Video German Artists to Memorialize Refugees With Life Jacket Exhibit

    Sold in every kind of shop in some Turkish port towns, life jackets have become a symbol of the refugee crisis that brought a million people to Europe in 2015.  On the shores of Lesbos, Greece, German artists collect discarded life jackets as they prepare an art installation they plan to display in Germany.  For VOA, Hamada Elrasam has this report from Lesbos, Greece.
    Video

    Video E-readers Help Ease Africa's Book Shortage

    Millions of people in Africa can't read, and there's a chronic shortage of books. A non-profit organization called Worldreader is trying to help change all that one e-reader at a time. VOA’s Deborah Block tells us about a girls' school in Nairobi, Kenya where Worldreader is making a difference.
    Video

    Video Genius Lets World Share Its Knowledge

    Inspired by crowdsourcing companies like Wikipedia, Genius allows anyone to edit anything on the web, using its web annotation tool
    Video

    Video Former Drug CEO Martin Shkreli Angers US Lawmakers

    A former U.S. pharmaceutical business executive has angered lawmakers by refusing to explain why he raised the price of a life-saving pill by 5,000 percent. Martin Shkreli was removed from a congressional hearing on Thursday after citing his Fifth Amendment right to stay silent. Zlatica Hoke has more.
    Video

    Video Super Bowl TV Commercials are Super Business for Advertisers

    The Super Bowl, the championship clash between the two top teams in American Football, is the most-watched sporting event of the year, and advertisers are lining up and paying big bucks to get their commercials on the air. In fact, the TV commercials during the Super Bowl have become one of the most anticipated and popular features of the event. VOA's Brian Allen has a sneak peek of what you can expect to see when the big game goes to commercial break, and the real entertainment begins.
    Video

    Video In Philippines, Mixed Feelings About Greater US Military Presence

    In the Philippines, some who will be directly affected by a recent Supreme Court decision clearing the way for more United States troop visits are having mixed reactions.  The increased rotations come at a time when the Philippines is trying to build up its military in the face of growing maritime assertiveness from China.  From Bahile, Palawan on the coast of the South China Sea, Simone Orendain has this story.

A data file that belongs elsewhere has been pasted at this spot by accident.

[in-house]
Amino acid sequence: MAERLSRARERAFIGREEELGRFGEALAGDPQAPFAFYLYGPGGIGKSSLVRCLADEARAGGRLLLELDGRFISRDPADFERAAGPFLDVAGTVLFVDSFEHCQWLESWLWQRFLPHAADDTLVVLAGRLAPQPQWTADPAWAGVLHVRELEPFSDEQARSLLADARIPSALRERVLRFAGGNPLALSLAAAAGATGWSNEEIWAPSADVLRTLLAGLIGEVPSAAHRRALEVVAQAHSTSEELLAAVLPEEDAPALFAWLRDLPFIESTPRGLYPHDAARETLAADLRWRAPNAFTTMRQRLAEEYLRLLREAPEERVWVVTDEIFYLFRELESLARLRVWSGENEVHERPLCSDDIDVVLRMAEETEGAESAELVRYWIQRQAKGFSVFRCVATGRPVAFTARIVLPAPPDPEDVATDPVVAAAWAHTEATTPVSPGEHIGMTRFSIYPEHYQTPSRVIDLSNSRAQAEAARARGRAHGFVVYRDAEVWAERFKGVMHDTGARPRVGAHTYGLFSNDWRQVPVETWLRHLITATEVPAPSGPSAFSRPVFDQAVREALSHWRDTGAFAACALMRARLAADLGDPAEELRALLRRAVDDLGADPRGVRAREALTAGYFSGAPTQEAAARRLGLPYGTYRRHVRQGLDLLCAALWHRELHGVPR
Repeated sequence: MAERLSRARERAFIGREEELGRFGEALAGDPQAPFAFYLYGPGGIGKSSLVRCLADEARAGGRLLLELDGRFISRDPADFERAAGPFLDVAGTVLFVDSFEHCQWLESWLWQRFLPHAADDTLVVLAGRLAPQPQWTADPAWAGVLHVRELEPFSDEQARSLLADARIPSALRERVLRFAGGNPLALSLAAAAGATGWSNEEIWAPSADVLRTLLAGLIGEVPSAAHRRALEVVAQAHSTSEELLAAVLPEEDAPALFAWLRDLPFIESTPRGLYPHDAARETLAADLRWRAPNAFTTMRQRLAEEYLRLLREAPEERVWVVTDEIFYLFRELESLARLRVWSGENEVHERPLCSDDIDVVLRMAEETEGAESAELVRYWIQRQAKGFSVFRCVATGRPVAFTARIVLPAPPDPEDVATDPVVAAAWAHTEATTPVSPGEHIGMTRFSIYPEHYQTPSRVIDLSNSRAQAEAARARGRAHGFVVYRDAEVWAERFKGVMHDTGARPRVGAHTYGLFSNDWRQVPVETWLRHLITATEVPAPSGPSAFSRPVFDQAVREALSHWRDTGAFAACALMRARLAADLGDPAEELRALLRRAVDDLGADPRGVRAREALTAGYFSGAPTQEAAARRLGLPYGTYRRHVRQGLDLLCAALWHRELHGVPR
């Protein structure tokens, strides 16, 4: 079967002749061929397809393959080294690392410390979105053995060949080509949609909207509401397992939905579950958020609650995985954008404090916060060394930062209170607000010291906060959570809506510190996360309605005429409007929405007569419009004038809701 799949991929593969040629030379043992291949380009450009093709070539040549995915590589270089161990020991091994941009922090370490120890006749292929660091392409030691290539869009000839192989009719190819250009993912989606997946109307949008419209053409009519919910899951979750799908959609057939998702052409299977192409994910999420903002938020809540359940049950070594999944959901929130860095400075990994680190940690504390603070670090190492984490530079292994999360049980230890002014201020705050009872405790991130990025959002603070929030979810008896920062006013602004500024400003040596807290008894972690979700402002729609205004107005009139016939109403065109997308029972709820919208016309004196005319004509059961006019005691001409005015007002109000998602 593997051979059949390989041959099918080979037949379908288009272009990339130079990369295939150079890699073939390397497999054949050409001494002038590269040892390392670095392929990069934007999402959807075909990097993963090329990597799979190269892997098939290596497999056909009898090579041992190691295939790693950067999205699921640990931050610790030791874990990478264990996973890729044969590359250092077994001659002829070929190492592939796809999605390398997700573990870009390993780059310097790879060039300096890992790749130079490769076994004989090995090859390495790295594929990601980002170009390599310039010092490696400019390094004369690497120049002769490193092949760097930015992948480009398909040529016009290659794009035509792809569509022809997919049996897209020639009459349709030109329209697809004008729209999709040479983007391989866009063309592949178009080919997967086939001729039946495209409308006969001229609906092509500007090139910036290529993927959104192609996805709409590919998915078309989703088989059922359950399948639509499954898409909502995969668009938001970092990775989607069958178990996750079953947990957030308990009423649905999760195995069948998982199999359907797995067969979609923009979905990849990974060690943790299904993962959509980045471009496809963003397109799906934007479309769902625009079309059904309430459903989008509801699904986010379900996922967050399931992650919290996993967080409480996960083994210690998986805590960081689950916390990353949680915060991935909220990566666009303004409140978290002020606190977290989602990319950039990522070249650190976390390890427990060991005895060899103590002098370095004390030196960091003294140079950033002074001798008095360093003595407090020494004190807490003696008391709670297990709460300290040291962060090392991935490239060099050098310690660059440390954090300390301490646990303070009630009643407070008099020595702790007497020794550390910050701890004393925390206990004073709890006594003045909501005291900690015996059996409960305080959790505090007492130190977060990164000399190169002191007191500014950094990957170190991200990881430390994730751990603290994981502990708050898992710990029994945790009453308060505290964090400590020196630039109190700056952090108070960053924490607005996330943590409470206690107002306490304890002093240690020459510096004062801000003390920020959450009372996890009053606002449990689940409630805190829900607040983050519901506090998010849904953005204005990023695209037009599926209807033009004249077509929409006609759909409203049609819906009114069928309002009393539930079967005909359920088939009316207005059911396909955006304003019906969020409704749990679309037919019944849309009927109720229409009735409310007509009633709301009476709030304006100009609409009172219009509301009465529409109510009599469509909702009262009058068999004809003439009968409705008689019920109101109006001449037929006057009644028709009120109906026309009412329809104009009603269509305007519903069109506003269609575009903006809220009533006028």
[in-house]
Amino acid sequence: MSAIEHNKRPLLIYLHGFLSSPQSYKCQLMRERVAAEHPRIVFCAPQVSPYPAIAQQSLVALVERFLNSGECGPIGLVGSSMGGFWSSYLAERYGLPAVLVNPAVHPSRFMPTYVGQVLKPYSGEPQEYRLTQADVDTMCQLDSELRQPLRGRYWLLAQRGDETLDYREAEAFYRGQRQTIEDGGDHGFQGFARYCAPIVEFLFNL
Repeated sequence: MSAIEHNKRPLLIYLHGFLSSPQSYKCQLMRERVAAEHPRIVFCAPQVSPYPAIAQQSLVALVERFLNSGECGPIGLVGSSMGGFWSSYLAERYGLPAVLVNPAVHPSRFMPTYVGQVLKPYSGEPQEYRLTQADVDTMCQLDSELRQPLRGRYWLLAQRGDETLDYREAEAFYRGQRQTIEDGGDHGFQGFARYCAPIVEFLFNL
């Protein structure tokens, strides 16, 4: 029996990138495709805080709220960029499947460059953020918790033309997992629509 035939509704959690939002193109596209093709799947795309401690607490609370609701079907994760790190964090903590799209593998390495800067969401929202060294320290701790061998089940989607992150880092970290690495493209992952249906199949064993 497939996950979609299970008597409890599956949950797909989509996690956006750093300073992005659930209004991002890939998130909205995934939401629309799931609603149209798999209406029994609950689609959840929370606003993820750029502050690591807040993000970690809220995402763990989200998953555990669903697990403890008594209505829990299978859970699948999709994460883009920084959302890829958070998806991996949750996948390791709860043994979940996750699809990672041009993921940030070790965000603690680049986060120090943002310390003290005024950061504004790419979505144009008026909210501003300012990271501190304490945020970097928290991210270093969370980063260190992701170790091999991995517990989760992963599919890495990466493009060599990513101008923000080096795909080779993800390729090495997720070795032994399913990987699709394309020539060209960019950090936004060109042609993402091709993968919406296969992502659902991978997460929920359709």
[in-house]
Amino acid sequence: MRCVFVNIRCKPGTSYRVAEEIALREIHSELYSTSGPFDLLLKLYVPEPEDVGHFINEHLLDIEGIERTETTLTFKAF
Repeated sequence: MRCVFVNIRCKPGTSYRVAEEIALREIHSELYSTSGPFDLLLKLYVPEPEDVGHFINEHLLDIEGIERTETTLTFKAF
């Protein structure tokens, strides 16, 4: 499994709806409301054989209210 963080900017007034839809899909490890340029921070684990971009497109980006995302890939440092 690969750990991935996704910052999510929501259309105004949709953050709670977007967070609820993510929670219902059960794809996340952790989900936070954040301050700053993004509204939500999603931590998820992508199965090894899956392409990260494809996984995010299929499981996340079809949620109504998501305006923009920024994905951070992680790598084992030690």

Video

    Video Microcephaly's Connection to Zika: Guilty Until Proven Innocent

    The Zika virus rarely causes problems for the people who get it, but it seems to be having a devastating impact on babies whose mothers are infected with Zika. VOA's Carol Pearson has more.
    Video

    Video Solar Innovation Provides Cheap, Clean Energy to Kenya Residents

    In Kenya, a company called M-Kopa Solar is providing clean energy to more than 300,000 homes across East Africa by allowing customers to "pay-as-you-go" via their cell phones. As Lenny Ruvaga reports from Kangemi, customers pay a small deposit for a solar unit and then pay less than a dollar a day to get clean energy to light up their homes or businesses.
    Video

    Video Stunning Artworks Attract Record Crowds, Thanks to Social Media

    A new exhibit at the oldest art museum in America is shattering attendance records. Thousands of visitors are lining up to see nine giant works of art that have gotten a much-deserved shot of viral marketing. The 150-year-old Smithsonian American Art Museum has never had a response quite like this. VOA's Julie Taboh reports.
    Video

    Video Apprenticeships Put Americans on Path Back to Work

    Trying to get more people into the U.S. workforce, the Obama administration last year announced $175 million in grants towards apprenticeship programs. VOA White House correspondent Aru Pande went inside one training center outside of Washington that has gained national recognition for helping put people on the path to employment.
    Video

    Video New Material May Reduce Concussion Effects

    As the 2016 National Football League season reaches its summit at the Super Bowl this coming Sunday (2/7), scientists are trying to learn how to more effectively protect football players from dangerous and damaging concussions. Researchers at Cardiff and Cambridge Universities say their origami-based material may solve the problem. VOA’s George Putic reports.
    Video

    Video Saudi Arabian Women's Sports Chip Away at Stereotypes

    Saudi Arabian female athletes say that sports are on the front line of busting traditions that quash women’s voices, both locally and internationally. In their hometown of Jeddah, a group of basketball players say that by connecting sports to health issues, they are encouraging women and girls to get out of their homes and participate in public life. VOA’s Heather Murdock reports.
    Video

    Video A Year Later, Fortunes Mixed for Syrians Forging New Lives in Berlin

    In April of last year, VOA followed the progress of six young Syrian refugees -- four brothers and their two friends -- as they made their way from Libya to Italy by boat, and eventually to Germany. Reporter Henry Ridgwell caught up with the refugees again in Berlin, as they struggle to forge new lives amid the turmoil of Europe's refugee crisis.
    Video

    Video Zika Virus May be Hard to Stop

    With the Zika virus spreading rapidly, the World Health Organization Monday declared Zika a global health emergency. As Alberto Pimienta reports, for many governments and experts, the worst is yet to come.